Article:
8)  Felix Hernandez – I was tempted to rank King Felix ahead of Cliff Lee, but here’s why I didn’t.  While Lee and Hernandez each have 86 career losses, Lee has 139 wins to Hernandez’s 110.  Now, I’m well aware of all the arguments regarding the value of wins as a statistic, and I’m also aware that Hernandez has made 42 fewer starts in his career than Lee has, but Lee’s .618 win-lost percentage is vastly superior to Hernandez’s .561 mark.

I don’t think a difference that large can simply be attributed to run support, or lack thereof, or a dramatic difference in each team’s respective bullpen.  I think Cliff Lee has simply been a slightly better pitcher than Felix Hernandez as been.

Lee also has a slight lead on Hernandez with a WAR of 42.4 to King Felix’s 38.7.  Lee’s WHIP, 1.19, has also been slightly better than Hernandez’s 1.20, and we have to keep in mind that Hernandez has had the advantage of pitching in the vastness of Safeco Field over the past nine seasons.

This is not to cast aspersions on Felix Hernandez.  He has a Cy Young award to his credit, along with a second, a fourth, and an 8th-place finish.  And, entering his age 28 season in a couple of months, he could now just be hitting his stride toward what could easily be a Hall of Fame-worthy career.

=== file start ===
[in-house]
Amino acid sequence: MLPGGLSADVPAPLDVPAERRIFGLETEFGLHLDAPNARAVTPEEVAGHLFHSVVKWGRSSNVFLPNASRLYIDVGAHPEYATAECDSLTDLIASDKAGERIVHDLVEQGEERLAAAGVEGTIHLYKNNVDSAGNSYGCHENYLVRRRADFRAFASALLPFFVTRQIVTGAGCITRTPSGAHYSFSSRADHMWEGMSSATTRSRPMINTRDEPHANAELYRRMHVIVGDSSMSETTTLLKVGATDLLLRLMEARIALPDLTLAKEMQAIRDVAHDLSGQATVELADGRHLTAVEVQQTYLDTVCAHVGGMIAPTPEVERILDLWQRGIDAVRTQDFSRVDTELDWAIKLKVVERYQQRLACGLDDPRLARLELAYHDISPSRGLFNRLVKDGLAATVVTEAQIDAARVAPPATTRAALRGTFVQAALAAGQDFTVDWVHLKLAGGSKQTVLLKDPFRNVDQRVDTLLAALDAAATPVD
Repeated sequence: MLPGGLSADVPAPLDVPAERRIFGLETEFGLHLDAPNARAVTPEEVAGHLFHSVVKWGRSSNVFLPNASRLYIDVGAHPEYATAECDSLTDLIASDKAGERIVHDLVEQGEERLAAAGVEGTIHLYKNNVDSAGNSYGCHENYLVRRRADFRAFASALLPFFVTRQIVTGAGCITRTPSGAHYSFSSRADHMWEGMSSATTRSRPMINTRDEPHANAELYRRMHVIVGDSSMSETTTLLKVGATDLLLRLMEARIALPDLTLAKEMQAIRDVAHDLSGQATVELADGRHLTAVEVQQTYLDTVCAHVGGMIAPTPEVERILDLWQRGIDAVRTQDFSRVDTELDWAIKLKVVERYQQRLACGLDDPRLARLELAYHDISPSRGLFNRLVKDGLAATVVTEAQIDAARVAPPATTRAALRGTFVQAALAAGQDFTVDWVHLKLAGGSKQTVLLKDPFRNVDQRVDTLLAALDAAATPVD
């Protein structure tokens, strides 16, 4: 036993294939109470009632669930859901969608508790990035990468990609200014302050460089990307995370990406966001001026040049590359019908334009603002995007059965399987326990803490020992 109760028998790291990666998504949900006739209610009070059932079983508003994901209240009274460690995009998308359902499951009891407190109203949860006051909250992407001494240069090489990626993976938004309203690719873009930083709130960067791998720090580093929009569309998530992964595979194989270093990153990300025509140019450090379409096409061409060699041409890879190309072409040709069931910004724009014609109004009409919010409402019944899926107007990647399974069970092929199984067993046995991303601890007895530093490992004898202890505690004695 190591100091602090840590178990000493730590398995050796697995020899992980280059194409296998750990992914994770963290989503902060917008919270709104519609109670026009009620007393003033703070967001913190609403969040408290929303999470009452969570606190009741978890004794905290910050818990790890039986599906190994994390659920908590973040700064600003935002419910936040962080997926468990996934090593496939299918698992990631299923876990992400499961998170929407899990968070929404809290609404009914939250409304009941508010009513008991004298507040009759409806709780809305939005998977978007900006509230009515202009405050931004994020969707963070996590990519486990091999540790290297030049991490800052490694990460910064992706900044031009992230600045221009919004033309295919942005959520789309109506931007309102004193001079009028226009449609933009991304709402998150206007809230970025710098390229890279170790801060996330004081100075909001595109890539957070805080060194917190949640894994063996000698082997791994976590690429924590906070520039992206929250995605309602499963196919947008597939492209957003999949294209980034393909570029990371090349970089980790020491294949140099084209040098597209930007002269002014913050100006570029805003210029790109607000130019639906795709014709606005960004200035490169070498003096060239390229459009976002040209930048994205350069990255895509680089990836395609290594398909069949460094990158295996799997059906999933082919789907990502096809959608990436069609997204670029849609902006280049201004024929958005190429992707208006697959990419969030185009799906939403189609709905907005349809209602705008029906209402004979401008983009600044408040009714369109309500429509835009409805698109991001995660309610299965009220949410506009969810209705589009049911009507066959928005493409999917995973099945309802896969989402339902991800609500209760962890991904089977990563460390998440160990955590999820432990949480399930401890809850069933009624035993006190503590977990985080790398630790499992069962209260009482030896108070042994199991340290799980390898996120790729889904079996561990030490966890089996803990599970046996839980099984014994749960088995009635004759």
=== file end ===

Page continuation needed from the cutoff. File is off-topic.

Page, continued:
If he merely pitches as effectively over the next half-dozen seasons as he has up to this point, he will have earned a trip to Cooperstown.  It wouldn’t hurt his chances, however, to move on out of Seattle to a market where he might receive more attention, not to mention more run support.

Clayton Kershaw

Clayton Kershaw (Photo credit: SD Dirk)

9)  Clayton Kershaw – There may be some readers who object to Kershaw being on this list at all, as he’s only been in the Majors for six seasons.  There will be others who wonder why I didn’t rank him higher.

Kershaw has quite possibly produced the finest six-year stretch of any pitcher in baseball in this century.  Over the past five years, he has posted ERA’s, in order, of 2.79, 2.91, 2.28, 2.53, and last season, 1.83.  Not too shabby.